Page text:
Historically, the concept of sovereign immunity provided federal and state governments with protection against lawsuits stemming from its negligence. Although the concept originated from British common law’s idea that the “King can do no wrong,” the notion persisted for centuries. This doctrine hindered New Hampshire injury victims from pursuing claims against governmental entities. However, a shift occurred when Congress passed the Federal Tort Claims Act (FTCA). The FTCA provides waivers for various tort claims against government entities.
The New Hampshire legislature has various statutory immunities in place designed to protect governmental entities and their agents. These statutes provide immunity from lawsuits for bodily injury, personal injury, and property damage. However, in response to the fundamental unfairness of these statutes, New Hampshire lawmakers provide some waivers to these immunities. These claims must abide by the strict notice and filing requirements. To avoid dismissal, potential plaintiffs should seek legal representation to assist them through these complex lawsuits.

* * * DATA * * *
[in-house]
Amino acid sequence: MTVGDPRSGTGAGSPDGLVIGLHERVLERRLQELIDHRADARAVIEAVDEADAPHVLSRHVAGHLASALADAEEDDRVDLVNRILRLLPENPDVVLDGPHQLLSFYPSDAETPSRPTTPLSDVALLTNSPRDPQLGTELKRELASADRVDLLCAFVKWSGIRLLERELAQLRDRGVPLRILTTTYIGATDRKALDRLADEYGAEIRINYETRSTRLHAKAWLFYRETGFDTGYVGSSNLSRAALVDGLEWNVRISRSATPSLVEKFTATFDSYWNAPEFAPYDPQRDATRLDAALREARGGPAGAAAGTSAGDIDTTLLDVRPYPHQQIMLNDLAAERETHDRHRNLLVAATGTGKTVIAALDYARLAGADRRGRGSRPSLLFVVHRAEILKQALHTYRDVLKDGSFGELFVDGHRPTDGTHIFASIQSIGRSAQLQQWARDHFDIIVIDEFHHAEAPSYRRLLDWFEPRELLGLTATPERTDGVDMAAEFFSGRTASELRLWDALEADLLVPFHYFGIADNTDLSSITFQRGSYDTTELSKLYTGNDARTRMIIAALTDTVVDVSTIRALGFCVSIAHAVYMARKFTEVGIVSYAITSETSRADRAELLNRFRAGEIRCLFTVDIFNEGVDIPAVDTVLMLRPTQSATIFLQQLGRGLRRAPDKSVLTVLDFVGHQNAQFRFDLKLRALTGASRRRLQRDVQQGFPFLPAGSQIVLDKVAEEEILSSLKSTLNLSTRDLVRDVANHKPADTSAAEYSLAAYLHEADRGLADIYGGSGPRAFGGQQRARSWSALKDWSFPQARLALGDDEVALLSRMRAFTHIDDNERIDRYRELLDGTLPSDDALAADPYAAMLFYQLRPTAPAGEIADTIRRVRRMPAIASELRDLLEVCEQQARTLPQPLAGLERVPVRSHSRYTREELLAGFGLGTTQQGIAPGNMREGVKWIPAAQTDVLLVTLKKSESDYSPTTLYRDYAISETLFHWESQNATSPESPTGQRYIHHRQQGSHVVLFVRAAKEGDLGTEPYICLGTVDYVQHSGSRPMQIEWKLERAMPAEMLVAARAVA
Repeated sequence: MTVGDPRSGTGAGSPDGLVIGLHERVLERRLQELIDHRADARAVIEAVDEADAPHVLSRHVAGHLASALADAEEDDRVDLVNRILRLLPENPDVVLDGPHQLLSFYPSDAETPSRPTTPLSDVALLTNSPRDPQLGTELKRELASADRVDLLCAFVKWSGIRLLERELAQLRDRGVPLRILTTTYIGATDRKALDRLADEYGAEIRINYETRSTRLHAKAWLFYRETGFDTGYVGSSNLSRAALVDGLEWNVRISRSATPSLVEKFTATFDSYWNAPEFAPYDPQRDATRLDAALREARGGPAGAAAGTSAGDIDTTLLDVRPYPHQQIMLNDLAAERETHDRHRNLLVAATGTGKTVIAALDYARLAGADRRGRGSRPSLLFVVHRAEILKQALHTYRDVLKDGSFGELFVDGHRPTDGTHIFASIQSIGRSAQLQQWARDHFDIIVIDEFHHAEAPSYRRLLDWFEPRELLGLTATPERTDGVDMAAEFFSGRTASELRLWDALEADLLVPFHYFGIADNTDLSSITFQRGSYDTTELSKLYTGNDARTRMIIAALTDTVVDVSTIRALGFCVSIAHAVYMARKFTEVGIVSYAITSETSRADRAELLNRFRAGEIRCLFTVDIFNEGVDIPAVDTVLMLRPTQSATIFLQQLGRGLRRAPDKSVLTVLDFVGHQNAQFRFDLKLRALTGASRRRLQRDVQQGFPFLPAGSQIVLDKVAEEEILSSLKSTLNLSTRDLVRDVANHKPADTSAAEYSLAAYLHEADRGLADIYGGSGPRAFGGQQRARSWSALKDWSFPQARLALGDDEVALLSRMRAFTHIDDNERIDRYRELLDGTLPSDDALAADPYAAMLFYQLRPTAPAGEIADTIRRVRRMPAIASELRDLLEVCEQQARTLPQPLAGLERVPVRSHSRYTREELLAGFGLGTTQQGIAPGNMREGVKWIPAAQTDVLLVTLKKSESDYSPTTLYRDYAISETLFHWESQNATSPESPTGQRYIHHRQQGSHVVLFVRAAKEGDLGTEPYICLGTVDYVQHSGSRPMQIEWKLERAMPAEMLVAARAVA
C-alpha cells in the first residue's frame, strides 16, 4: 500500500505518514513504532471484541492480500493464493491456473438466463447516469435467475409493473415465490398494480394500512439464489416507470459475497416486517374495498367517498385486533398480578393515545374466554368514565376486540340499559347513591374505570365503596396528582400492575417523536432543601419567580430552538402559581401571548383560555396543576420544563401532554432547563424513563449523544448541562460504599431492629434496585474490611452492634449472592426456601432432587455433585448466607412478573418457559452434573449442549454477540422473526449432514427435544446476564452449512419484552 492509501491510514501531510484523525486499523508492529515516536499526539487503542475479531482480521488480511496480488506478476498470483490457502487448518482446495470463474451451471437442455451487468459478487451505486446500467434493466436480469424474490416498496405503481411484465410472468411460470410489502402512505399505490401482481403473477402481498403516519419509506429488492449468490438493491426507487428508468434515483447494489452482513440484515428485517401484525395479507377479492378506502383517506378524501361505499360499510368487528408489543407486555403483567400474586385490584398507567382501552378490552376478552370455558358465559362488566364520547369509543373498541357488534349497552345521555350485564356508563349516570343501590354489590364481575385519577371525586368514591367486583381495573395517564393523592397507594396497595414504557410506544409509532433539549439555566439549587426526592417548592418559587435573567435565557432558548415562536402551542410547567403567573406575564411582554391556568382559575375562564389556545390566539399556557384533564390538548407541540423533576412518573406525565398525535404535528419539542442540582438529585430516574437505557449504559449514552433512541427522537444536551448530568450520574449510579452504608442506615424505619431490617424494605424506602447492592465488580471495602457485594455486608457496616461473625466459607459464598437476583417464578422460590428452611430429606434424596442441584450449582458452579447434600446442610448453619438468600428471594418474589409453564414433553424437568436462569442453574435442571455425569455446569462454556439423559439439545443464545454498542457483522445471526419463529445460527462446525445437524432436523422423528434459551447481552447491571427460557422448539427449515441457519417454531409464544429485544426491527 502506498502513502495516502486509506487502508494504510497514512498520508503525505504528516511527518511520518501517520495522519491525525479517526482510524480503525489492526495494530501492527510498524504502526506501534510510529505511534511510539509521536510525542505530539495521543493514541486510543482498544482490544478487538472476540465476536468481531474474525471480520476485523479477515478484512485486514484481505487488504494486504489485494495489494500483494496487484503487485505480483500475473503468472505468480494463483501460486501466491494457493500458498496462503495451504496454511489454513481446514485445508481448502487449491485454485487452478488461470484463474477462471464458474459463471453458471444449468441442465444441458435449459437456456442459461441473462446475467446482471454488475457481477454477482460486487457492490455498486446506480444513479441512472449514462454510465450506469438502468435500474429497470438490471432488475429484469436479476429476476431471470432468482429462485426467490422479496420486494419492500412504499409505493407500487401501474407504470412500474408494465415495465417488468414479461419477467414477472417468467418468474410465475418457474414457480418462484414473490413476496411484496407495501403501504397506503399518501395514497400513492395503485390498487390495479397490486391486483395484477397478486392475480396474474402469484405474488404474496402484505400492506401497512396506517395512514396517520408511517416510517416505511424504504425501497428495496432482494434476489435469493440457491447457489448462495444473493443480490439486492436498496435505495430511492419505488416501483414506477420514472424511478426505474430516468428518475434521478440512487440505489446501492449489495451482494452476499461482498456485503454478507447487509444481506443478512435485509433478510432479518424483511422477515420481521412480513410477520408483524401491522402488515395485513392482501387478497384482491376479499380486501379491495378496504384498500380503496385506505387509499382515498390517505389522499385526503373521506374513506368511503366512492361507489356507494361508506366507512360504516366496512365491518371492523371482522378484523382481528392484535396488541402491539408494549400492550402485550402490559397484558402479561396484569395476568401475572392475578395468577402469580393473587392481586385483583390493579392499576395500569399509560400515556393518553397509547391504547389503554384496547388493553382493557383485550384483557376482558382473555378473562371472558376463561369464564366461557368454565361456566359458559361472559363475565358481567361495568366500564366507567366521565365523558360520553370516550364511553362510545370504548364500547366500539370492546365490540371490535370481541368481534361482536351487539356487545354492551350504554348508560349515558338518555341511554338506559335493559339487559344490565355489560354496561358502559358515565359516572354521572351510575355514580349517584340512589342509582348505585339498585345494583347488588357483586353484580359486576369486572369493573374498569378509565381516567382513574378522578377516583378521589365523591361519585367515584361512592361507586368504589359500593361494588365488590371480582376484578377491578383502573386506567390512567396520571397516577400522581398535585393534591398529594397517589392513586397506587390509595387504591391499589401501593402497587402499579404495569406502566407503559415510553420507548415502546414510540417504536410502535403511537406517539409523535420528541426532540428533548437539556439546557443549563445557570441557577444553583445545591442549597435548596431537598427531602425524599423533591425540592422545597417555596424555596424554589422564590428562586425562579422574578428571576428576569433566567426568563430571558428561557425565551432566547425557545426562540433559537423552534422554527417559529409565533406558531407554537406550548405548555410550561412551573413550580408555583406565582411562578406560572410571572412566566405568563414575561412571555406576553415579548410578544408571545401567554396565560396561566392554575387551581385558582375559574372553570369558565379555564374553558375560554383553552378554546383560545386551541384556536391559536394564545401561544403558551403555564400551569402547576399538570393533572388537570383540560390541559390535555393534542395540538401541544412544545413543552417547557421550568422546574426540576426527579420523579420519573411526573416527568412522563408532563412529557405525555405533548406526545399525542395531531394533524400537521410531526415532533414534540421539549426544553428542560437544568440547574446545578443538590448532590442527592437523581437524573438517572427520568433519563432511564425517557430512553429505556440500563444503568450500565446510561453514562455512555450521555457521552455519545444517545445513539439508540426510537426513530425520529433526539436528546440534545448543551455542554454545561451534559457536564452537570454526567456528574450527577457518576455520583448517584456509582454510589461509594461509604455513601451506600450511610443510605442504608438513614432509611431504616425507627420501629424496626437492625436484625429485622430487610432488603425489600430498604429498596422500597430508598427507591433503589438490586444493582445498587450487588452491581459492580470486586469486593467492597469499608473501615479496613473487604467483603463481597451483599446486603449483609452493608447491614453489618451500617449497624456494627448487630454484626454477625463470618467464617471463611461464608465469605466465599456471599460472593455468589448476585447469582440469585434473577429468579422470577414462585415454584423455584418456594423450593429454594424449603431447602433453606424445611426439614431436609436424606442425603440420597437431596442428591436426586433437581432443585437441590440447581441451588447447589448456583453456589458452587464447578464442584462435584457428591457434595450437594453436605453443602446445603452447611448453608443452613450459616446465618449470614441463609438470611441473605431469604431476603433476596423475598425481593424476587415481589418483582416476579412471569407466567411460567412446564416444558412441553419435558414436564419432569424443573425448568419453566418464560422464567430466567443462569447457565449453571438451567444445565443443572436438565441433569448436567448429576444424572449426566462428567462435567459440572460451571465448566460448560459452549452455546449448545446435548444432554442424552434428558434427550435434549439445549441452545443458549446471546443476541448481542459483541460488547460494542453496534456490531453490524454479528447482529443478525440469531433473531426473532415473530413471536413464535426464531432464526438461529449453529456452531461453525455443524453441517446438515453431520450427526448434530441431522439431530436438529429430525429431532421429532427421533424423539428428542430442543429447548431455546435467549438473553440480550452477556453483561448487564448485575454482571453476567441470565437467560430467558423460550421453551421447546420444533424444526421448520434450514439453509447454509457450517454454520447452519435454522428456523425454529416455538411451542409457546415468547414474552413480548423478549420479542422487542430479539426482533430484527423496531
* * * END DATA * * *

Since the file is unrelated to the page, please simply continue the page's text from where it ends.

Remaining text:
New Hampshire law provides that plaintiffs who wish to sue the state must commence their lawsuit within three years. Plaintiffs must provide the relevant agency with written notice of their intent to sue within 180 days of the injury. The Board of Claims for the state will have jurisdiction over any claims alleging less than $5,000 in damages. The Superior Court maintains jurisdiction over claims that are more than $5,0000.